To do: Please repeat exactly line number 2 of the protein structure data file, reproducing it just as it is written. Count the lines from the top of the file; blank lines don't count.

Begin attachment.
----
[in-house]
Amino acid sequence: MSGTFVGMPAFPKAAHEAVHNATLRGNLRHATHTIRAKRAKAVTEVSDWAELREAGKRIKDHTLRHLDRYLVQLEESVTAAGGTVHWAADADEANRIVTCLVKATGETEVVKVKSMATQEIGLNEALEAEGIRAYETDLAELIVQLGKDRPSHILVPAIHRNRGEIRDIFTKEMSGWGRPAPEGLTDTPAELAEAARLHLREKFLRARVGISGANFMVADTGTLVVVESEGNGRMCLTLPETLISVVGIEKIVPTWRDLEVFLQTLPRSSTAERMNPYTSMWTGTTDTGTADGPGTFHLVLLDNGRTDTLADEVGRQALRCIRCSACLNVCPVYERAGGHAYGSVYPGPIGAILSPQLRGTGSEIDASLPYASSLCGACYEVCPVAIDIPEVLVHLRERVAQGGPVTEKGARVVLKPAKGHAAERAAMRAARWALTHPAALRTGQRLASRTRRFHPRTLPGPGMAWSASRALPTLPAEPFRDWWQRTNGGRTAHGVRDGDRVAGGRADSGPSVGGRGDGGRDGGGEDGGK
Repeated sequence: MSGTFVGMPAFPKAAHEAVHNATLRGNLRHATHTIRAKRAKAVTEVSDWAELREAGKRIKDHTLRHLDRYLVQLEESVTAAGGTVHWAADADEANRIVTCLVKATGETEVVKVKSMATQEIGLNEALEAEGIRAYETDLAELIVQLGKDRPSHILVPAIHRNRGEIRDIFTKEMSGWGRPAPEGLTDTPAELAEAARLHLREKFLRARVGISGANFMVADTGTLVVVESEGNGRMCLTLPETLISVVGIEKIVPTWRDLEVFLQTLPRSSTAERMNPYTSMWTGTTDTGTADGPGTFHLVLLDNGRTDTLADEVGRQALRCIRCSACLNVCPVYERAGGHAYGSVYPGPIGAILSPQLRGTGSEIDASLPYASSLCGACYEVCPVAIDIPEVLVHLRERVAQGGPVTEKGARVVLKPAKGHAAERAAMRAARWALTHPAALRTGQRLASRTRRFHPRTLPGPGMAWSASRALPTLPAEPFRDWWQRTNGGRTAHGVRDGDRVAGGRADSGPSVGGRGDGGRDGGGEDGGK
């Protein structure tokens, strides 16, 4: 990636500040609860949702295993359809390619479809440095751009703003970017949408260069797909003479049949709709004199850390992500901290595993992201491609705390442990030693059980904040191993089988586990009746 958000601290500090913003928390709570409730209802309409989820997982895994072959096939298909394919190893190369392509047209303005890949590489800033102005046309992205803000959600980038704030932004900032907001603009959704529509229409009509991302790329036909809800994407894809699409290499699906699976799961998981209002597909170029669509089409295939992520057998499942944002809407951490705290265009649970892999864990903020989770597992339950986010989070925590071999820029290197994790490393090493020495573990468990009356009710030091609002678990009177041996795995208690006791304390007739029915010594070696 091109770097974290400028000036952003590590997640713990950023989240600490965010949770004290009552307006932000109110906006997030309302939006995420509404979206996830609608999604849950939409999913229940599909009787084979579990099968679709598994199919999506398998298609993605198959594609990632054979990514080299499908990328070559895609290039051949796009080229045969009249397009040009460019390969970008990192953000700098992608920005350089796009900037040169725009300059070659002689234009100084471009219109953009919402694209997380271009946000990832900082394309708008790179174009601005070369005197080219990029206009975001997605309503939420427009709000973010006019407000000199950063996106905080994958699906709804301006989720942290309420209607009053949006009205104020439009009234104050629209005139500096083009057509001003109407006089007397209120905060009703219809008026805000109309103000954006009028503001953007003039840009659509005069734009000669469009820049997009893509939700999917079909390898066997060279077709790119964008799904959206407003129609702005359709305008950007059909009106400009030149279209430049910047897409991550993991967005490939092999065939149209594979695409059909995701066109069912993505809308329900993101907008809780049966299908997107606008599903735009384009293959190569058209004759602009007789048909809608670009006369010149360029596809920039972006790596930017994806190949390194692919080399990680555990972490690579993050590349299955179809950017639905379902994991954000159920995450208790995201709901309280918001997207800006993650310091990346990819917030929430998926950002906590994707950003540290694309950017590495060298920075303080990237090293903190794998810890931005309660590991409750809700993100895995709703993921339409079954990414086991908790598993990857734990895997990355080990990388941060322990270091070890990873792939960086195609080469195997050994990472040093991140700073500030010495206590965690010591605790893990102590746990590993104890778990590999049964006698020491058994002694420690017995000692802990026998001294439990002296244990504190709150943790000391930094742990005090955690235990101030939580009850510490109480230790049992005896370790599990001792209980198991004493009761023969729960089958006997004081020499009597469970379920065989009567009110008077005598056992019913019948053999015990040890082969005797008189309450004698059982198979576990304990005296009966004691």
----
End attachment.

Amino acid sequence: MSGTFVGMPAFPKAAHEAVHNATLRGNLRHATHTIRAKRAKAVTEVSDWAELREAGKRIKDHTLRHLDRYLVQLEESVTAAGGTVHWAADADEANRIVTCLVKATGETEVVKVKSMATQEIGLNEALEAEGIRAYETDLAELIVQLGKDRPSHILVPAIHRNRGEIRDIFTKEMSGWGRPAPEGLTDTPAELAEAARLHLREKFLRARVGISGANFMVADTGTLVVVESEGNGRMCLTLPETLISVVGIEKIVPTWRDLEVFLQTLPRSSTAERMNPYTSMWTGTTDTGTADGPGTFHLVLLDNGRTDTLADEVGRQALRCIRCSACLNVCPVYERAGGHAYGSVYPGPIGAILSPQLRGTGSEIDASLPYASSLCGACYEVCPVAIDIPEVLVHLRERVAQGGPVTEKGARVVLKPAKGHAAERAAMRAARWALTHPAALRTGQRLASRTRRFHPRTLPGPGMAWSASRALPTLPAEPFRDWWQRTNGGRTAHGVRDGDRVAGGRADSGPSVGGRGDGGRDGGGEDGGK